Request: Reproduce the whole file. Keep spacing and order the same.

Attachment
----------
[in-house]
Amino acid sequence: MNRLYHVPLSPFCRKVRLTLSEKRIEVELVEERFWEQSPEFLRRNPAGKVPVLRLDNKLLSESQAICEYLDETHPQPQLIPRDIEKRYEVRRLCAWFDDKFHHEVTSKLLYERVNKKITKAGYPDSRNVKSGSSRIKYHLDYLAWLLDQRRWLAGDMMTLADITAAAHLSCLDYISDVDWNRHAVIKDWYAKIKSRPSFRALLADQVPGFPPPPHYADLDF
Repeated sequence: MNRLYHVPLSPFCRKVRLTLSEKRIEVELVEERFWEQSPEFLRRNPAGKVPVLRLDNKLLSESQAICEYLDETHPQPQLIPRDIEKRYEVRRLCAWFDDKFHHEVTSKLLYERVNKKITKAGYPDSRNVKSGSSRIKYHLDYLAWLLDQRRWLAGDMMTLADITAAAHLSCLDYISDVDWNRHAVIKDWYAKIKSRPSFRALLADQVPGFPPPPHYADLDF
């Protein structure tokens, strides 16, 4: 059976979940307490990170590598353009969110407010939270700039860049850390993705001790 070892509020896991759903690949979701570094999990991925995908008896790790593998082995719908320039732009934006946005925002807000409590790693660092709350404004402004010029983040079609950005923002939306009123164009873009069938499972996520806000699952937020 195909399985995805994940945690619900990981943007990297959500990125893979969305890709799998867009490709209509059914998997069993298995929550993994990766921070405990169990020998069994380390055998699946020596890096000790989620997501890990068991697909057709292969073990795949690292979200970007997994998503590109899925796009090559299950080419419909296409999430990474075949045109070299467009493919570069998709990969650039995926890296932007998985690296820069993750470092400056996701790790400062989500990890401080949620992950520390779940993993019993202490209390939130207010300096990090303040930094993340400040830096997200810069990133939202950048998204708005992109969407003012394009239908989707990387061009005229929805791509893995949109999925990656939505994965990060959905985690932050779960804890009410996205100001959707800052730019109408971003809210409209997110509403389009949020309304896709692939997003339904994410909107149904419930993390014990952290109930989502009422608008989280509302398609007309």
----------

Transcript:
[in-house]
Amino acid sequence: MNRLYHVPLSPFCRKVRLTLSEKRIEVELVEERFWEQSPEFLRRNPAGKVPVLRLDNKLLSESQAICEYLDETHPQPQLIPRDIEKRYEVRRLCAWFDDKFHHEVTSKLLYERVNKKITKAGYPDSRNVKSGSSRIKYHLDYLAWLLDQRRWLAGDMMTLADITAAAHLSCLDYISDVDWNRHAVIKDWYAKIKSRPSFRALLADQVPGFPPPPHYADLDF
Repeated sequence: MNRLYHVPLSPFCRKVRLTLSEKRIEVELVEERFWEQSPEFLRRNPAGKVPVLRLDNKLLSESQAICEYLDETHPQPQLIPRDIEKRYEVRRLCAWFDDKFHHEVTSKLLYERVNKKITKAGYPDSRNVKSGSSRIKYHLDYLAWLLDQRRWLAGDMMTLADITAAAHLSCLDYISDVDWNRHAVIKDWYAKIKSRPSFRALLADQVPGFPPPPHYADLDF
């Protein structure tokens, strides 16, 4: 059976979940307490990170590598353009969110407010939270700039860049850390993705001790 070892509020896991759903690949979701570094999990991925995908008896790790593998082995719908320039732009934006946005925002807000409590790693660092709350404004402004010029983040079609950005923002939306009123164009873009069938499972996520806000699952937020 195909399985995805994940945690619900990981943007990297959500990125893979969305890709799998867009490709209509059914998997069993298995929550993994990766921070405990169990020998069994380390055998699946020596890096000790989620997501890990068991697909057709292969073990795949690292979200970007997994998503590109899925796009090559299950080419419909296409999430990474075949045109070299467009493919570069998709990969650039995926890296932007998985690296820069993750470092400056996701790790400062989500990890401080949620992950520390779940993993019993202490209390939130207010300096990090303040930094993340400040830096997200810069990133939202950048998204708005992109969407003012394009239908989707990387061009005229929805791509893995949109999925990656939505994965990060959905985690932050779960804890009410996205100001959707800052730019109408971003809210409209997110509403389009949020309304896709692939997003339904994410909107149904419930993390014990952290109930989502009422608008989280509302398609007309």